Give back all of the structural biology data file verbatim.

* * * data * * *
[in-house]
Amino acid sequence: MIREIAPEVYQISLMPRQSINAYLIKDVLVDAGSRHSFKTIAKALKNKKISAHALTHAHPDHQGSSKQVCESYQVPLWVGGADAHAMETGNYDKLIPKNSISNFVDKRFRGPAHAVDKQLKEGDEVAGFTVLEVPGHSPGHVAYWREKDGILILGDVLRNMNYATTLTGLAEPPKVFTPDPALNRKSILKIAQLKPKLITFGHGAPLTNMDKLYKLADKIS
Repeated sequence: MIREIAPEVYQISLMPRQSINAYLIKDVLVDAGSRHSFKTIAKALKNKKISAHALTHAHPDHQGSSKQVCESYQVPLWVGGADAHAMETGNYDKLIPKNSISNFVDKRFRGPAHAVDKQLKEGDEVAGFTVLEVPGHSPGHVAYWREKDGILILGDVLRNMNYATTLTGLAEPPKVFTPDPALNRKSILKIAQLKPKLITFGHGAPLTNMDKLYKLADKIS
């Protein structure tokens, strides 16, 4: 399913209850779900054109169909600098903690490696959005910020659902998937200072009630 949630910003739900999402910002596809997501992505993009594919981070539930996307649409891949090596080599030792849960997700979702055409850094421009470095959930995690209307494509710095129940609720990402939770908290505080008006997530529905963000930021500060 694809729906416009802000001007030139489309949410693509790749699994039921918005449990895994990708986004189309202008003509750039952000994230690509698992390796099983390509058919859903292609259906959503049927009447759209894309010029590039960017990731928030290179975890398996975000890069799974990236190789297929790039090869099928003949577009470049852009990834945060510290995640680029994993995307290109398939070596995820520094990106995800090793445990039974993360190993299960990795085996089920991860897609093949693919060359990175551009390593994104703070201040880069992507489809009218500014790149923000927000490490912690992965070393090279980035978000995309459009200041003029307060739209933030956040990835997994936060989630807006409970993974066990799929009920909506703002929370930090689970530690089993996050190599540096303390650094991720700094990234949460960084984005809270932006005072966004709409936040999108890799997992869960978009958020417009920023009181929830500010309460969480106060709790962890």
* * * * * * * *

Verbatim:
[in-house]
Amino acid sequence: MIREIAPEVYQISLMPRQSINAYLIKDVLVDAGSRHSFKTIAKALKNKKISAHALTHAHPDHQGSSKQVCESYQVPLWVGGADAHAMETGNYDKLIPKNSISNFVDKRFRGPAHAVDKQLKEGDEVAGFTVLEVPGHSPGHVAYWREKDGILILGDVLRNMNYATTLTGLAEPPKVFTPDPALNRKSILKIAQLKPKLITFGHGAPLTNMDKLYKLADKIS
Repeated sequence: MIREIAPEVYQISLMPRQSINAYLIKDVLVDAGSRHSFKTIAKALKNKKISAHALTHAHPDHQGSSKQVCESYQVPLWVGGADAHAMETGNYDKLIPKNSISNFVDKRFRGPAHAVDKQLKEGDEVAGFTVLEVPGHSPGHVAYWREKDGILILGDVLRNMNYATTLTGLAEPPKVFTPDPALNRKSILKIAQLKPKLITFGHGAPLTNMDKLYKLADKIS
């Protein structure tokens, strides 16, 4: 399913209850779900054109169909600098903690490696959005910020659902998937200072009630 949630910003739900999402910002596809997501992505993009594919981070539930996307649409891949090596080599030792849960997700979702055409850094421009470095959930995690209307494509710095129940609720990402939770908290505080008006997530529905963000930021500060 694809729906416009802000001007030139489309949410693509790749699994039921918005449990895994990708986004189309202008003509750039952000994230690509698992390796099983390509058919859903292609259906959503049927009447759209894309010029590039960017990731928030290179975890398996975000890069799974990236190789297929790039090869099928003949577009470049852009990834945060510290995640680029994993995307290109398939070596995820520094990106995800090793445990039974993360190993299960990795085996089920991860897609093949693919060359990175551009390593994104703070201040880069992507489809009218500014790149923000927000490490912690992965070393090279980035978000995309459009200041003029307060739209933030956040990835997994936060989630807006409970993974066990799929009920909506703002929370930090689970530690089993996050190599540096303390650094991720700094990234949460960084984005809270932006005072966004709409936040999108890799997992869960978009958020417009920023009181929830500010309460969480106060709790962890």